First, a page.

Immunolocalization of CBP-20 in C. elegans embryos. (A) Anti-CBP-20 immunostaining reveals localization at the nuclear envelope (staining at nuclear periphery indicated by arrow). (B) This localization is not observed in embryos treated with dscbp-20 ...


We have shown that Dcp2 localizes to distinct cytoplasmic foci during early C. elegans embryogenesis. In addition Dcp2 is also found in P-granules, colocalizing with the P-granule markers GLH-1 and the antigens recognized by the K76 and OIC1D4 antisera. In contrast the decapping enzyme of the 3′ to 5′ decay pathway, DcpS is more generally localized throughout the cytoplasm. We have also found that depleting dcp1, dcp2, or dcpS does not affect the viability of the embryo, in contrast to depletion of the endonuclease xrn-1. Our data does, however, suggest an interaction between some decapping factors, as indicated by a modest increase in embryonic lethality during double RNAi targeting dcp1 and dcp2. Several other factors that are either cap-interacting proteins or interact with cap-binding proteins are absolutely required for development, given that RNAi leads to sterility in the treated worm or death of its progeny.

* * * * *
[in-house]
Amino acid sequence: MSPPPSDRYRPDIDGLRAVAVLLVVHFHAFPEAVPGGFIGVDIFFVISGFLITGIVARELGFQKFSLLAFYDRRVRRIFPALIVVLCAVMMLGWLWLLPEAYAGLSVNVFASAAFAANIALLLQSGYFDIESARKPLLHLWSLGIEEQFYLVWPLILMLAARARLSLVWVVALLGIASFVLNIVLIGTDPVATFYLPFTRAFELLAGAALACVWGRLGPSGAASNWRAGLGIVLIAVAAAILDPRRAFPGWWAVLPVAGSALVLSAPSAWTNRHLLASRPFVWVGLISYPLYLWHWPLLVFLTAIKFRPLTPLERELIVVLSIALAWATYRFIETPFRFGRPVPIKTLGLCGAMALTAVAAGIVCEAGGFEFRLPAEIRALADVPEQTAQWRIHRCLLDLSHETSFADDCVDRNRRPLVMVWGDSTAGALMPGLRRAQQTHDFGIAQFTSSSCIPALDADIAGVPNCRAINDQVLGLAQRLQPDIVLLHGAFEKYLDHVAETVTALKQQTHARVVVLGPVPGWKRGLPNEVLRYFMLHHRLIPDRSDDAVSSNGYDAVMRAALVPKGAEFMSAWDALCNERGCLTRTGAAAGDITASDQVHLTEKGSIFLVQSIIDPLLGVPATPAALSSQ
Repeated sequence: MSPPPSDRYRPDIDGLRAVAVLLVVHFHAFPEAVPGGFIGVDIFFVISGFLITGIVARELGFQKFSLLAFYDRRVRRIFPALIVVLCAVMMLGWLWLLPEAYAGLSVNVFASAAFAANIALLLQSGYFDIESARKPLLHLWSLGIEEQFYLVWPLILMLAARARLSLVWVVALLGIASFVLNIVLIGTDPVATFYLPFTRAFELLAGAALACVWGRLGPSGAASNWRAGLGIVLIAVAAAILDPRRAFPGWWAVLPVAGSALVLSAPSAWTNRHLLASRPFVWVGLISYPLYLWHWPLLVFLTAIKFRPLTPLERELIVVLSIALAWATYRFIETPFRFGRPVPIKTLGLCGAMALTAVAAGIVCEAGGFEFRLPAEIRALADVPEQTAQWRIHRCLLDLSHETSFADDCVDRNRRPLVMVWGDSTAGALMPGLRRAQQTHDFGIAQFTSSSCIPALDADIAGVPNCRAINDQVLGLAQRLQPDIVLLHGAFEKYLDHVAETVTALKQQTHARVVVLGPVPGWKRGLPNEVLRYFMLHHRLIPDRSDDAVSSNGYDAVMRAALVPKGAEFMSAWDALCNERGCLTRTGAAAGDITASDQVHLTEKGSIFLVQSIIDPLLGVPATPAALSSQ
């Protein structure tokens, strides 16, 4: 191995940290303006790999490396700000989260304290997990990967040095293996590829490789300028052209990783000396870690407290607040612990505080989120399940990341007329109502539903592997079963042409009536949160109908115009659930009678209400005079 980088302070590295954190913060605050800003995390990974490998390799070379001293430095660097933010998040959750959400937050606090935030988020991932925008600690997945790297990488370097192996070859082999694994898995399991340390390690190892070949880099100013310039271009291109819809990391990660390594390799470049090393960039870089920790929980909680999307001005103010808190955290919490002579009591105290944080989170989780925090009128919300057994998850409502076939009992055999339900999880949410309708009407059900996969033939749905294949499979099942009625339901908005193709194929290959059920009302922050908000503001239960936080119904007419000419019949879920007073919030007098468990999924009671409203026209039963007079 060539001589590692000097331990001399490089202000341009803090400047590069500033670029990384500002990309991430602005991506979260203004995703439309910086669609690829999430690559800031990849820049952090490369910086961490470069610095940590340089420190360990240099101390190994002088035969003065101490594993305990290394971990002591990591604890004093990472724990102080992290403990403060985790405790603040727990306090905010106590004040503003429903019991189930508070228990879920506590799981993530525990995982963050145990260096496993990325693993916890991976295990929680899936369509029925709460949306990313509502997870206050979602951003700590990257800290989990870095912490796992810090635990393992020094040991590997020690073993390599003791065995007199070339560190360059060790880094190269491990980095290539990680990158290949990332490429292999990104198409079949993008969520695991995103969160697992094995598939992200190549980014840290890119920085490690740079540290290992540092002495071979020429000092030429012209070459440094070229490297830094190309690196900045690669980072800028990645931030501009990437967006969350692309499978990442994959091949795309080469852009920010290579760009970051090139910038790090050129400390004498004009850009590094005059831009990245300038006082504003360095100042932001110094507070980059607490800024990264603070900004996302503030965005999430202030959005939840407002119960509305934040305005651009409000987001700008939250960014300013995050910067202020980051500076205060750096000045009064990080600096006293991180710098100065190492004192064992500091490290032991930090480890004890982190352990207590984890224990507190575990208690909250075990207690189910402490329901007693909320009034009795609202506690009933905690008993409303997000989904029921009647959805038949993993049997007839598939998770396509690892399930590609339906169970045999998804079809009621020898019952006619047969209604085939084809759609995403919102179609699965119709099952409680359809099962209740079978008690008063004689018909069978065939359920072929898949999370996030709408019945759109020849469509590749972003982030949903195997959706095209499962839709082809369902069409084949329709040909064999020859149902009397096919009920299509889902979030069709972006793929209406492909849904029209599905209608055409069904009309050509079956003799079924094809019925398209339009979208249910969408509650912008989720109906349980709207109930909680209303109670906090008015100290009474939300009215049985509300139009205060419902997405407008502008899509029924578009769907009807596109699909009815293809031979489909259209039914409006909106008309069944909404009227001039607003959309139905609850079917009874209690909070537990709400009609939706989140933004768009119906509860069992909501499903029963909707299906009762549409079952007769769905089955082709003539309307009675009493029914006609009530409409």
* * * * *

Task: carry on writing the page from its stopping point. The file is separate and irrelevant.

Cytoplasmic Organization of mRNA Translation and Decay